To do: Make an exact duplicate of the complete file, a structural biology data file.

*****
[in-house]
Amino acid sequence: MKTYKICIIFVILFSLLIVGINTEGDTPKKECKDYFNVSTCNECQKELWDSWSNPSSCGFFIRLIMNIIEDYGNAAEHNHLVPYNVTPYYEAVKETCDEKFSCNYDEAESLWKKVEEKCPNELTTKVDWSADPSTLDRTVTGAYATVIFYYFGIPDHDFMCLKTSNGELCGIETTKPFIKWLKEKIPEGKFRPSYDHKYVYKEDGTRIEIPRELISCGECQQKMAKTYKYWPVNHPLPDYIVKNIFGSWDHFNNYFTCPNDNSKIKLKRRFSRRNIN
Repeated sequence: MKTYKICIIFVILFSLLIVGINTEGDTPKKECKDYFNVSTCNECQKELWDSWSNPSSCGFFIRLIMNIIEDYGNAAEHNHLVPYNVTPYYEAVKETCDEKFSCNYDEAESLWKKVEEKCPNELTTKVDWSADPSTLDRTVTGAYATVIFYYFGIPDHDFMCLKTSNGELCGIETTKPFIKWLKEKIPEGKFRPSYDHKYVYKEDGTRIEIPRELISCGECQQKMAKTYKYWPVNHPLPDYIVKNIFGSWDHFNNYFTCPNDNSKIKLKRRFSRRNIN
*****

[in-house]
Amino acid sequence: MKTYKICIIFVILFSLLIVGINTEGDTPKKECKDYFNVSTCNECQKELWDSWSNPSSCGFFIRLIMNIIEDYGNAAEHNHLVPYNVTPYYEAVKETCDEKFSCNYDEAESLWKKVEEKCPNELTTKVDWSADPSTLDRTVTGAYATVIFYYFGIPDHDFMCLKTSNGELCGIETTKPFIKWLKEKIPEGKFRPSYDHKYVYKEDGTRIEIPRELISCGECQQKMAKTYKYWPVNHPLPDYIVKNIFGSWDHFNNYFTCPNDNSKIKLKRRFSRRNIN
Repeated sequence: MKTYKICIIFVILFSLLIVGINTEGDTPKKECKDYFNVSTCNECQKELWDSWSNPSSCGFFIRLIMNIIEDYGNAAEHNHLVPYNVTPYYEAVKETCDEKFSCNYDEAESLWKKVEEKCPNELTTKVDWSADPSTLDRTVTGAYATVIFYYFGIPDHDFMCLKTSNGELCGIETTKPFIKWLKEKIPEGKFRPSYDHKYVYKEDGTRIEIPRELISCGECQQKMAKTYKYWPVNHPLPDYIVKNIFGSWDHFNNYFTCPNDNSKIKLKRRFSRRNIN